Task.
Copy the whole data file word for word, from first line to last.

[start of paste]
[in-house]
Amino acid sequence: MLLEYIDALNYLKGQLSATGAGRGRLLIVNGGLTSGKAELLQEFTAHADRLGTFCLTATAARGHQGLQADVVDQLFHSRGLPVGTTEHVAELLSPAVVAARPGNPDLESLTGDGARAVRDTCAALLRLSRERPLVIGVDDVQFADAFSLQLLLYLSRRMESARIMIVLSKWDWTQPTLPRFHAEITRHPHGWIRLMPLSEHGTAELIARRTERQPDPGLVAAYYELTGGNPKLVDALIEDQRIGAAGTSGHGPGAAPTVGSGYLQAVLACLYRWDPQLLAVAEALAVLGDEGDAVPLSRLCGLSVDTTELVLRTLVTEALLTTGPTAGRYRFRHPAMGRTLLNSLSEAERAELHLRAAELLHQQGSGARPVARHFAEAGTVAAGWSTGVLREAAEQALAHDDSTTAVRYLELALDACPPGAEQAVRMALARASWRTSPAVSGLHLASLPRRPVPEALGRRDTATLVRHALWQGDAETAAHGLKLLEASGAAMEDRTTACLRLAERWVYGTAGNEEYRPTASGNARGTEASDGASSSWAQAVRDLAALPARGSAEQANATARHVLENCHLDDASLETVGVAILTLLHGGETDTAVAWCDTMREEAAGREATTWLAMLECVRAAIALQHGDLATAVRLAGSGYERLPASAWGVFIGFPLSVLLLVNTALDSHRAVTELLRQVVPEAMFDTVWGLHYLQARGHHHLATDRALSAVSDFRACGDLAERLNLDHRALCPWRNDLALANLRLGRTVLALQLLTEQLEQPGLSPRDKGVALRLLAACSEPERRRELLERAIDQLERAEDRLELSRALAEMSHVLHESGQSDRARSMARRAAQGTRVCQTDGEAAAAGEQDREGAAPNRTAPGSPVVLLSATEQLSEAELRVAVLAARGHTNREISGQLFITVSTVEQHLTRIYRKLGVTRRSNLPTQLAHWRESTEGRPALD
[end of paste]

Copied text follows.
[in-house]
Amino acid sequence: MLLEYIDALNYLKGQLSATGAGRGRLLIVNGGLTSGKAELLQEFTAHADRLGTFCLTATAARGHQGLQADVVDQLFHSRGLPVGTTEHVAELLSPAVVAARPGNPDLESLTGDGARAVRDTCAALLRLSRERPLVIGVDDVQFADAFSLQLLLYLSRRMESARIMIVLSKWDWTQPTLPRFHAEITRHPHGWIRLMPLSEHGTAELIARRTERQPDPGLVAAYYELTGGNPKLVDALIEDQRIGAAGTSGHGPGAAPTVGSGYLQAVLACLYRWDPQLLAVAEALAVLGDEGDAVPLSRLCGLSVDTTELVLRTLVTEALLTTGPTAGRYRFRHPAMGRTLLNSLSEAERAELHLRAAELLHQQGSGARPVARHFAEAGTVAAGWSTGVLREAAEQALAHDDSTTAVRYLELALDACPPGAEQAVRMALARASWRTSPAVSGLHLASLPRRPVPEALGRRDTATLVRHALWQGDAETAAHGLKLLEASGAAMEDRTTACLRLAERWVYGTAGNEEYRPTASGNARGTEASDGASSSWAQAVRDLAALPARGSAEQANATARHVLENCHLDDASLETVGVAILTLLHGGETDTAVAWCDTMREEAAGREATTWLAMLECVRAAIALQHGDLATAVRLAGSGYERLPASAWGVFIGFPLSVLLLVNTALDSHRAVTELLRQVVPEAMFDTVWGLHYLQARGHHHLATDRALSAVSDFRACGDLAERLNLDHRALCPWRNDLALANLRLGRTVLALQLLTEQLEQPGLSPRDKGVALRLLAACSEPERRRELLERAIDQLERAEDRLELSRALAEMSHVLHESGQSDRARSMARRAAQGTRVCQTDGEAAAAGEQDREGAAPNRTAPGSPVVLLSATEQLSEAELRVAVLAARGHTNREISGQLFITVSTVEQHLTRIYRKLGVTRRSNLPTQLAHWRESTEGRPALD